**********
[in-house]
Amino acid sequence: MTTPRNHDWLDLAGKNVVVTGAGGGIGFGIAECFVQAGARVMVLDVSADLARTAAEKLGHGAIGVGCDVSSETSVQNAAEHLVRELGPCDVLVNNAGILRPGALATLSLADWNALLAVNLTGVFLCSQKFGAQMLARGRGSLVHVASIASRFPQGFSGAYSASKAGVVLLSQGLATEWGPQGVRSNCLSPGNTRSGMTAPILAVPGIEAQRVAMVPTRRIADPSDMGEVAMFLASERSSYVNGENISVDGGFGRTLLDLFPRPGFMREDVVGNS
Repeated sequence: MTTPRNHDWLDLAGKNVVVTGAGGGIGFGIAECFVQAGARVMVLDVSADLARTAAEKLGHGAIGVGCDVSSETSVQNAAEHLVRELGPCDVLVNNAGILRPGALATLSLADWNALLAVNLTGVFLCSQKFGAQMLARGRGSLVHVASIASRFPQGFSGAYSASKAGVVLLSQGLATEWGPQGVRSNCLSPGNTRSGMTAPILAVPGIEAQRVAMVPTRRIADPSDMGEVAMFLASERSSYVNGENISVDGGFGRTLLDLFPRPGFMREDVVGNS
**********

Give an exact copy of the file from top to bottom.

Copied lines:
[in-house]
Amino acid sequence: MTTPRNHDWLDLAGKNVVVTGAGGGIGFGIAECFVQAGARVMVLDVSADLARTAAEKLGHGAIGVGCDVSSETSVQNAAEHLVRELGPCDVLVNNAGILRPGALATLSLADWNALLAVNLTGVFLCSQKFGAQMLARGRGSLVHVASIASRFPQGFSGAYSASKAGVVLLSQGLATEWGPQGVRSNCLSPGNTRSGMTAPILAVPGIEAQRVAMVPTRRIADPSDMGEVAMFLASERSSYVNGENISVDGGFGRTLLDLFPRPGFMREDVVGNS
Repeated sequence: MTTPRNHDWLDLAGKNVVVTGAGGGIGFGIAECFVQAGARVMVLDVSADLARTAAEKLGHGAIGVGCDVSSETSVQNAAEHLVRELGPCDVLVNNAGILRPGALATLSLADWNALLAVNLTGVFLCSQKFGAQMLARGRGSLVHVASIASRFPQGFSGAYSASKAGVVLLSQGLATEWGPQGVRSNCLSPGNTRSGMTAPILAVPGIEAQRVAMVPTRRIADPSDMGEVAMFLASERSSYVNGENISVDGGFGRTLLDLFPRPGFMREDVVGNS